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Lunch, Anyone? Addis Red Sea

An Ethiopian oasis

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Walk off the Tremont Street sidewalk into Addis Red Sea and leave behind the quaint, historical South End and enter the exotic world of Ethiopia.

The restaurant’s walls are covered with indigenous musical instruments and artwork, and patrons sit on short wooden stools at round woven wicker tables. Established in 1987, Addis Red Sea is one of the few Ethiopian eateries in Boston.

And then there’s the food.

A recent visit to the restaurant was our first introduction to Ethiopian cuisine. The staff was incredibly patient, helping us choose dishes that weren’t too spicy. Typical of the culture, diners eat with their hands, not with utensils. A waiter brought us washcloths to clean our hands after we ordered. We couldn’t wait to dig in.

All of the restaurant’s entrees are served over injera, a spongy bread similar in texture to a crepe. The bread’s crispy edges give it a pleasant crunch and additional bread is provided for sopping up the delicious morsels.

At least two thirds of the menu comprises meat dishes. We started with doro tibs ($14.95), herb grilled chicken, tossed with garlic, red peppers, white wine, and ginger. The chicken was tender and juicy, and was served with a warm lentil salad, which although a bit salty, balanced the chicken’s spiciness. We also tried yesega alcha (11.95), beef cubes in a sauce of butter, onion, ginger, and turmeric. Although milder than the doro tibs, the sauce recalled the creaminess—and bite—of French onion soup.

The vegetarian menu is strictly vegan—no dairy or animal products are used. We ordered atakilt ($10.95), sautéed green beans, potatoes, carrots, and onion seasoned with garlic and ginger. The dish was accompanied by a spicy but tasty lentil sauce, which gave the vegetables a bit of a kick.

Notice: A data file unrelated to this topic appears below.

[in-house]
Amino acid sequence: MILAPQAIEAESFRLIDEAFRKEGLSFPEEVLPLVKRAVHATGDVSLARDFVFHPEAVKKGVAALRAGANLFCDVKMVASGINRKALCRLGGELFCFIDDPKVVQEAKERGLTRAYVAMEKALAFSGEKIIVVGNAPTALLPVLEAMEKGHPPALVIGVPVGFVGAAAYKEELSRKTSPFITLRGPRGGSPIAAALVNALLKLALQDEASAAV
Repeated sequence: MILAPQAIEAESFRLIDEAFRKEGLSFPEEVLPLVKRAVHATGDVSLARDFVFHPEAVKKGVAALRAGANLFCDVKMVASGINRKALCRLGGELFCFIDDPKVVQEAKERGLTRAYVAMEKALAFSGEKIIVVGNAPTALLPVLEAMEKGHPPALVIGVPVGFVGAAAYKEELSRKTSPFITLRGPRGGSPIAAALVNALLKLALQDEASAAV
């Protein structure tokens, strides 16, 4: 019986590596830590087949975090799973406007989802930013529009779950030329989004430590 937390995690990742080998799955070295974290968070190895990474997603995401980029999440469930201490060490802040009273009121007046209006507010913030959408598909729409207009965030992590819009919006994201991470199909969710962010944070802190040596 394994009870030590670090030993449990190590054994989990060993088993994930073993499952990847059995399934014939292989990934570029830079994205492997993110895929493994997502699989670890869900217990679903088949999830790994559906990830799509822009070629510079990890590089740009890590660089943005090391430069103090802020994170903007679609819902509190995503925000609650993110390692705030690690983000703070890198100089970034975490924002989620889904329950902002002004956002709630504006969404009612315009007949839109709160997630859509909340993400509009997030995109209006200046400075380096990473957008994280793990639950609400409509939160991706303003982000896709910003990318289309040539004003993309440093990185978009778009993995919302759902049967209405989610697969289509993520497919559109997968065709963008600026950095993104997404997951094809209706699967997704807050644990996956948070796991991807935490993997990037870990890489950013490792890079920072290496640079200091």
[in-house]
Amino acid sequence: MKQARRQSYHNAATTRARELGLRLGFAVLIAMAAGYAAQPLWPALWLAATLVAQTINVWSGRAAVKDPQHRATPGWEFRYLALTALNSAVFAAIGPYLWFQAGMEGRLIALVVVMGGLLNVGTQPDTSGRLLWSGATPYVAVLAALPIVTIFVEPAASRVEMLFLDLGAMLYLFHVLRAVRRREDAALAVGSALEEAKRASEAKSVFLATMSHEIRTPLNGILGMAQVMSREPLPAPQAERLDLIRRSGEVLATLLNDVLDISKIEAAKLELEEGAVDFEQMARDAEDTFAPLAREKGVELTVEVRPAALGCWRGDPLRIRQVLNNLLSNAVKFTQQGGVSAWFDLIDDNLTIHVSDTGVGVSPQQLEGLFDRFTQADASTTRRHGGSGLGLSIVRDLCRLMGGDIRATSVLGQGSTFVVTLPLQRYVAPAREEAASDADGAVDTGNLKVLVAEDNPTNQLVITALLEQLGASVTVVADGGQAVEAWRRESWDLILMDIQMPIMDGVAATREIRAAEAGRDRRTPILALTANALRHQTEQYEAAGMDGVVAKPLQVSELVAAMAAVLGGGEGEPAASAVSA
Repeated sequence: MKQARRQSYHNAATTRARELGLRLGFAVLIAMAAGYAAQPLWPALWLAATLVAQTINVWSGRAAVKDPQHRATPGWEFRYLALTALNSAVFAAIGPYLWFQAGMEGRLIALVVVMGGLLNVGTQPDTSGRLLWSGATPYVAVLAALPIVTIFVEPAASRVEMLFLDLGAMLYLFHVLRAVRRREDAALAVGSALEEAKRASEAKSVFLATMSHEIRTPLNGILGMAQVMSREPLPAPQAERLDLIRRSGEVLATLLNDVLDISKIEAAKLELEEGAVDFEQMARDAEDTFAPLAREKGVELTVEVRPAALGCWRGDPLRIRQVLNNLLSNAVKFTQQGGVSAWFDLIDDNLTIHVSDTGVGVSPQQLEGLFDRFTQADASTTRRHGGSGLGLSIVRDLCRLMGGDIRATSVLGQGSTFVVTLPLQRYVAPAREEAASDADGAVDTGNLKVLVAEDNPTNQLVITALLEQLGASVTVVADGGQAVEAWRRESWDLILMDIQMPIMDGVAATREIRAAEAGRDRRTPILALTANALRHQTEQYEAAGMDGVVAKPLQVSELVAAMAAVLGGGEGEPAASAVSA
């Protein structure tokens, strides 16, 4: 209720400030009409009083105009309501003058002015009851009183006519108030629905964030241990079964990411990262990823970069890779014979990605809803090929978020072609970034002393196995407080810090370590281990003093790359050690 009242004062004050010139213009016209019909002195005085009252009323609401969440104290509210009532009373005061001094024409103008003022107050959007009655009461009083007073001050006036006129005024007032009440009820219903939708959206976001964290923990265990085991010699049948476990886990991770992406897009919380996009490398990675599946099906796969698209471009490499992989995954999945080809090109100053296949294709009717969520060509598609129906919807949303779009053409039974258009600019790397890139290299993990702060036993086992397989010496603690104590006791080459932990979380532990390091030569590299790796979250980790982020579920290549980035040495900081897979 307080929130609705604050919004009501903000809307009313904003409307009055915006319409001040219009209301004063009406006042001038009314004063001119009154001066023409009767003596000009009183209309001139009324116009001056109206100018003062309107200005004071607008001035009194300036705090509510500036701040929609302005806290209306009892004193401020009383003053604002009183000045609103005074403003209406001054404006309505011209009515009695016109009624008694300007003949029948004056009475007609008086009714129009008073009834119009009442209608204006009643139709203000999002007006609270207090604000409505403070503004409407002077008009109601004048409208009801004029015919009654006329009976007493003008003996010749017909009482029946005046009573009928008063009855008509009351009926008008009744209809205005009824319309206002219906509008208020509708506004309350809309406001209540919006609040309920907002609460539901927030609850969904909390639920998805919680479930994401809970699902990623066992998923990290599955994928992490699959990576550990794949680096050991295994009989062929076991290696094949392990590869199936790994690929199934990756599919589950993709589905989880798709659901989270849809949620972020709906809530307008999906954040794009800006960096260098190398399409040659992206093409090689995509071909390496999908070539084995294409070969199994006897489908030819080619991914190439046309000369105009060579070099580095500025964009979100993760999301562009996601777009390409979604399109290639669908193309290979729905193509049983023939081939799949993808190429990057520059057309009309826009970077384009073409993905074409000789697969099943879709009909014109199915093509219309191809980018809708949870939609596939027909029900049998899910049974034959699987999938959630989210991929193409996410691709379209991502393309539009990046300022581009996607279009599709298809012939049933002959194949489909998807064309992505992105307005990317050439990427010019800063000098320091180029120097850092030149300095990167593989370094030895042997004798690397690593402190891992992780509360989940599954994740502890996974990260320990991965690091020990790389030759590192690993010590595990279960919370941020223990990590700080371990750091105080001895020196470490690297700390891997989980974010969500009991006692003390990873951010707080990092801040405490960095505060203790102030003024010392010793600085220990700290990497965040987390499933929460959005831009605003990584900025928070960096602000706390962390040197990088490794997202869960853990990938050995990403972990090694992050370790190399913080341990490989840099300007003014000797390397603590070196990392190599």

Portions are small, but are in fact filling. Still, we managed to leave room for dessert, which is not traditional in Ethiopian cuisine. But Addis Red Sea offers a few sweet after-meal options, including chocolate cake ($7), which was enjoyable but not extraordinary. Ethiopians typically drink coffee or tea after a meal, so we ordered harrar, an Ethiopian coffee ($2.75), and Ethiopian tea ($2.75). The coffee, rich and darkly roasted, was similar to espresso and was served in a small pitcher with a miniature teacup. The herbal tea was the opposite—very light, with a subtle floral flavor.

Addis Red Sea’s small, cozy interior is a good refuge on a cold day. Red candles illuminate each table. Extra seating and a bar are available downstairs. The restaurant attracts people of all ages.

A word about the service. While the staff is friendly, they are also slow. Addis Red Sea is not for people on a schedule—the meal is meant to be experienced in a relaxed, leisurely atmosphere. Our lunch took two hours and at several points, we were left searching in vain for a waiter. But if you’ve got the time, this is a wonderful place to enjoy authentic Ethiopian cuisine in a warm and inviting environment.

Addis Red Sea has two locations: 544 Tremont St., Boston, 617-426-8727, and 1755 Massachusetts Ave., Cambridge, 617-441-8727; both are open Monday through Friday from 5 to 11 p.m. and Saturday and Sunday from noon to 11 p.m. To get to the Boston location by public transportation, take the MBTA Orange Line to the Back Bay Station stop or the MBTA Green Line trolley to the Copley stop. To get to the Cambridge location, take the MBTA Red Line to Porter Square Station. All major credit cards are accepted, except Discover. A menu can be found here.

Allison Thomasseau can be reached at althoma@bu.edu.

This is part of a weekly series featuring Boston lunch spots of interest to the BU community. If you have any suggestions for places we should feature, leave them in the comments section below. Check out our list of lunchtime tips on Foursquare.

1 Comments

One Comment on Lunch, Anyone? Addis Red Sea

  • GC on 11.11.2011 at 9:48 am

    What the article fails to mention is that most of the injera at Addis is made from wheat – rather than teff, the authentic grain injera is supposed to be made of. They only give you teff injera if you ask for it specifically, banking on the fact that people can’t tell the difference – a huge turnoff for me.

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